Q: I think I want to try building a raised bed this year, because I’ve read they are warmer and I can plant earlier. But I rent my house and don’t want it be a big expense and I might not want it to be permanent — so I don’t want to spend a lot in case I don’t like it! Any suggestions?
A: No matter where you live, the climate presents challenges for gardeners who grow their own food. In the north, cold is a limiting factor for some crops. A raised bed will warm up faster in the spring and can be planted sooner. In the fall, the reverse is true — it holds heat longer, so you buy another week or so of growing time. But there are other reasons to make raised beds:
Raising makes them higher and a little easier to reach. How high is a “raised” bed? It could be much higher than ground level to accommodate a handicapped gardener, or merely a gardener with a bad back. It can be made as high and as wide as you need. You can garden in otherwise impossible spots! With a raised bed, you have the opportunity to literally make the garden and load it with really great soil in the right spot.
Raised beds also enable you to easily alter heavy clay or rocky or thin topsoil, because you can simply add new, higher-quality soil on top of the problem. Another advantage is that raised beds don’t get stepped on so soil doesn’t get compacted!
When creating new raised beds, take soil from what will be your pathways and use it to build your beds. If necessary, bring in additional topsoil to build the depth of your beds. In either case, the planting area will be higher and deeper, which is especially beneficial to root crops.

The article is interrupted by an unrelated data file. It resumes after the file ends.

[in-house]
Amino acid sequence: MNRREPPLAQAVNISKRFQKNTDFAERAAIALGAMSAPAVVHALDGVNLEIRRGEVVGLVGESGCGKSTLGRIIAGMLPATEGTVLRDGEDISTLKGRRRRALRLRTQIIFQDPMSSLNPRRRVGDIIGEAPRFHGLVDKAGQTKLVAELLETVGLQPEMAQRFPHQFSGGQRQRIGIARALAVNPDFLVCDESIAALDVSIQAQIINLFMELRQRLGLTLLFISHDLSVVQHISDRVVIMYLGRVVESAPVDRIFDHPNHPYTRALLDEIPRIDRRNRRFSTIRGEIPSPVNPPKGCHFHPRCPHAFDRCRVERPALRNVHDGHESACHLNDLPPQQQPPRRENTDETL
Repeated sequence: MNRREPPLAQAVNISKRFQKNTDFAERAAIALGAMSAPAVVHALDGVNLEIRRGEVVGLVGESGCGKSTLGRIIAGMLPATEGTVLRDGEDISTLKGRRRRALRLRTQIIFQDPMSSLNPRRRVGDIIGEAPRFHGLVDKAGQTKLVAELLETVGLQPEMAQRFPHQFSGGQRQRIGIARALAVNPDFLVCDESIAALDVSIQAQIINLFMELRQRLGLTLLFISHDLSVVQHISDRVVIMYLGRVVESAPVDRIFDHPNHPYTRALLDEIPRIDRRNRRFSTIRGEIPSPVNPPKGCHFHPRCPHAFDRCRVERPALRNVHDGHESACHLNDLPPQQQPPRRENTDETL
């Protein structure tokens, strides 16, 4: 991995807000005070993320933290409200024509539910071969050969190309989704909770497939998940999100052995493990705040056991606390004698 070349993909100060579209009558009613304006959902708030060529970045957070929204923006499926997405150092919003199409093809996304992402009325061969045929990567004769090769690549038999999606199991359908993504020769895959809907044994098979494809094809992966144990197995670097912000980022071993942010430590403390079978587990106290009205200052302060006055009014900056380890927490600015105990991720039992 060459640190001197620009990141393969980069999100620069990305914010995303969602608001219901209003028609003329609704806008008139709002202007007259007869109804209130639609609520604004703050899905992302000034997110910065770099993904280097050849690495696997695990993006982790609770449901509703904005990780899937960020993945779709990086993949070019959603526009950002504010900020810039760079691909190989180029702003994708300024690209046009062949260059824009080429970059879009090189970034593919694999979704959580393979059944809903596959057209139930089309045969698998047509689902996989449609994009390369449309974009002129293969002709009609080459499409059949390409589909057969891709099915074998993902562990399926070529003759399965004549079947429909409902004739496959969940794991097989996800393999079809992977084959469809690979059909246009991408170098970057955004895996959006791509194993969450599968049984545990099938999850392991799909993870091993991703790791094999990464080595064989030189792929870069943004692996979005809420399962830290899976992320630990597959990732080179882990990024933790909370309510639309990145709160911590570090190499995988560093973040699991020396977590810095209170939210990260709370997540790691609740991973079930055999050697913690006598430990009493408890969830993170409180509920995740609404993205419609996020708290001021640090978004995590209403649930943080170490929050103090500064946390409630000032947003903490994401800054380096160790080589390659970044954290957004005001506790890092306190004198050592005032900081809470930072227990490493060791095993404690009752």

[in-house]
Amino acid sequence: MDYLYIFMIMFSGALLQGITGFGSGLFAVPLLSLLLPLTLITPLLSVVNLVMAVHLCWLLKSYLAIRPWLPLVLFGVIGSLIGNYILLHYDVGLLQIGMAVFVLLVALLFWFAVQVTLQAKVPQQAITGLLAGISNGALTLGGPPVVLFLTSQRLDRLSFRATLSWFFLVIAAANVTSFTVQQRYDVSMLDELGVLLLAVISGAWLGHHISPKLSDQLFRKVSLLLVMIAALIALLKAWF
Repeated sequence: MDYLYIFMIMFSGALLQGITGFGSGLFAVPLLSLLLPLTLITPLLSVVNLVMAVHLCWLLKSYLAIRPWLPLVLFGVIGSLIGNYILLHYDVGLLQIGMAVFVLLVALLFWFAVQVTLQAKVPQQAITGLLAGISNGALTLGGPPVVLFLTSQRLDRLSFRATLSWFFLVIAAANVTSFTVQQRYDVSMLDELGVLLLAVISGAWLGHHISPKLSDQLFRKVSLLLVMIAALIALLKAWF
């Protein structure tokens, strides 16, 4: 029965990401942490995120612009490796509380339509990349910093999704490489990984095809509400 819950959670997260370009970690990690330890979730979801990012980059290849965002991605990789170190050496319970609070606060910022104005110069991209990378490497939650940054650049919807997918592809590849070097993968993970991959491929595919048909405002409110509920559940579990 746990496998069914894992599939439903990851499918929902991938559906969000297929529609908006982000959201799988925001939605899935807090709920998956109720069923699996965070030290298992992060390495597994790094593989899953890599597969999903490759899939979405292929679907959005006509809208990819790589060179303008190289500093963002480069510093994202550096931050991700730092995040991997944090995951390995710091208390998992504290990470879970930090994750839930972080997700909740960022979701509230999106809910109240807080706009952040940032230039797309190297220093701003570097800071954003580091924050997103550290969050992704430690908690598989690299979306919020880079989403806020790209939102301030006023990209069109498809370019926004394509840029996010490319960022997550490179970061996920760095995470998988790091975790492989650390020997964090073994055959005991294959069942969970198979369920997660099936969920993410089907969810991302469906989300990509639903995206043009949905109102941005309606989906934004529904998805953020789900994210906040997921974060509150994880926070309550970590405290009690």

Here are several easy ways to make a raised bed:
Make a frame using pine, which will last about four to five years and is the cheapest wood to use. Cedar is more expensive, but will last for more than 10 years. Corner brackets into which the standard lumber fits are nothing but pre-fab metal corners into which you slip your standard 2-by-4 piece of lumber — simpler than nailing. Although slightly more expensive, the corners are reusable and produce a raised bed in minutes rather than hours.
Logs will also work, but beware of railroad ties as the older ones are treated with creosote, and most of the newer ones are chemically treated as well. Don’t use pre-treated lumber! It is toxic to eatable crops and splinters are dangerous.
For more permanence, stone or brick can form the edge of the raised bed.
Build the simplest and cheapest raised bed of all: Just mound up the soil about 12 to 16 inches above ground level for your raised bed, and plant. All the advantages of raised-bed gardening — and no expenses. Just labor.
This week’s dirt: Now that it’s May are you wondering when to plant? Want to know how to forecast the weather? Gardeners have depended on these old May sayings and adages for generations:
“A cold May is kindly/ And fills the barn finely …”
“When oak leaves are the size of a mouse’s ear, it’s time to plant corn and other hot weather veggies.”
“Plant corn when the apple blossoms fall.”
“If a thunderstorm occurs before seven in the morning in April or May, we’ll have a wet summer!”
North Shore Gardener by Barbara Barger is a periodic feature of Friday’s Living section. Reach Barbara at firstname.lastname@example.org or write c/o Gloucester Daily Times, 36 Whittemore St., Gloucester, MA 01930. Previous North Shore Gardener columns can be found at www.nsgardener.com.